Papipoo: FAQ

Do Papipoos Make Good Pets?

Papipoos make wonderful pets for singles, couples, or families. Papipoos are very loving and lively pets and they get along very well with children and other pets. They’re also super intelligent little dogs, so you’ll have no trouble teaching your Papipoo appropriate behaviors and essential skills. 

Do Papipoo Dogs Bark?

Papipoos are known to bark to alert their owners or whenever they experience something new that makes them a bit watchful at first. This behavior is best nipped in the bud, so make sure to socialize your puppy as soon as possible and safely expose them to all sorts of different experiences and sounds.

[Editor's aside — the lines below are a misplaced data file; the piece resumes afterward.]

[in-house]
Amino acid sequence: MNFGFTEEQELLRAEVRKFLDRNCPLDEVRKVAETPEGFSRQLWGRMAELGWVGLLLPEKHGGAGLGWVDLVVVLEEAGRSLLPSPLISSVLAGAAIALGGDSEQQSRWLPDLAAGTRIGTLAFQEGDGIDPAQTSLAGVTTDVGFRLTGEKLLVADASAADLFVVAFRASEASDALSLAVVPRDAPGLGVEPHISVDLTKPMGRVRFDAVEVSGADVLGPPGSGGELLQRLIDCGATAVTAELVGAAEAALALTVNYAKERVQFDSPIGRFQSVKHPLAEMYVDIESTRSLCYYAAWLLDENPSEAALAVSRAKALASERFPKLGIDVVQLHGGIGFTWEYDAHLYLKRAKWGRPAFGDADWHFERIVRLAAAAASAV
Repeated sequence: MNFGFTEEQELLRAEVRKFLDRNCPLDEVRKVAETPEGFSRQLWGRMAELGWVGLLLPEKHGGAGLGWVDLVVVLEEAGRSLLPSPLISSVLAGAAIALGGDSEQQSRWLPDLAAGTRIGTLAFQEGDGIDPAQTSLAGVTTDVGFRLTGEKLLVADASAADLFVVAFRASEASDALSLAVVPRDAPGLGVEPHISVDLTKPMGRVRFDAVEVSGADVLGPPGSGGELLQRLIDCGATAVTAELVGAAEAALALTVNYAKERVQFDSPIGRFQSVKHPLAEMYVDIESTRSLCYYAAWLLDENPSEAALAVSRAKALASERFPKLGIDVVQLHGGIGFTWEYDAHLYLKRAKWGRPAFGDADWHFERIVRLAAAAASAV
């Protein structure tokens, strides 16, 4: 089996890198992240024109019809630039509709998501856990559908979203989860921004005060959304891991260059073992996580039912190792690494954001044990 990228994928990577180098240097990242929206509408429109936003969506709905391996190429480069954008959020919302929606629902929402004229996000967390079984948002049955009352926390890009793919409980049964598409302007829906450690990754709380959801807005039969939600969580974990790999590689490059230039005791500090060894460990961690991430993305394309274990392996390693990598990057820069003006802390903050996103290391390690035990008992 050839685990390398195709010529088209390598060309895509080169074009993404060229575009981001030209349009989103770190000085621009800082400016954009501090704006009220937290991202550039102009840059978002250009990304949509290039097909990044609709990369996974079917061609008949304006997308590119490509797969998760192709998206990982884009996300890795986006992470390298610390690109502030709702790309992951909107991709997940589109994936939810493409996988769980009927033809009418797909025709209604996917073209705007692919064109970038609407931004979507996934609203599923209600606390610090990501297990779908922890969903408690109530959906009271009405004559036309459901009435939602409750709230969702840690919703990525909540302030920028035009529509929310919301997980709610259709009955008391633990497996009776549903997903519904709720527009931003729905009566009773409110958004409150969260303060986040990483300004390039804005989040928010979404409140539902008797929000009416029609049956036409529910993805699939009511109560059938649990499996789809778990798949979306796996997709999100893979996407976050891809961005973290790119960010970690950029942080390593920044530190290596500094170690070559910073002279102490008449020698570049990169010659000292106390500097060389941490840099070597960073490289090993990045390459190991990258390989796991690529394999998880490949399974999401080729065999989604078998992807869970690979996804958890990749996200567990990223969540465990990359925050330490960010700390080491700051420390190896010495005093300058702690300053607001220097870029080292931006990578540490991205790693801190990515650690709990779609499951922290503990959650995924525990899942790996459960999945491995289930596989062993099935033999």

Who Is A Papipoo Best For?

A Papipoo is best for almost any type of household, as long as they’re loved, cared, and doted on. Papipoos thrive when they get to spend time with their loved ones, which means that they’re best suited for someone who doesn’t have to spend long hours away from home at a time. Thanks to their small size, Papipoos can very well thrive in apartments, since they don’t require that much space to comfortably move around and play indoors.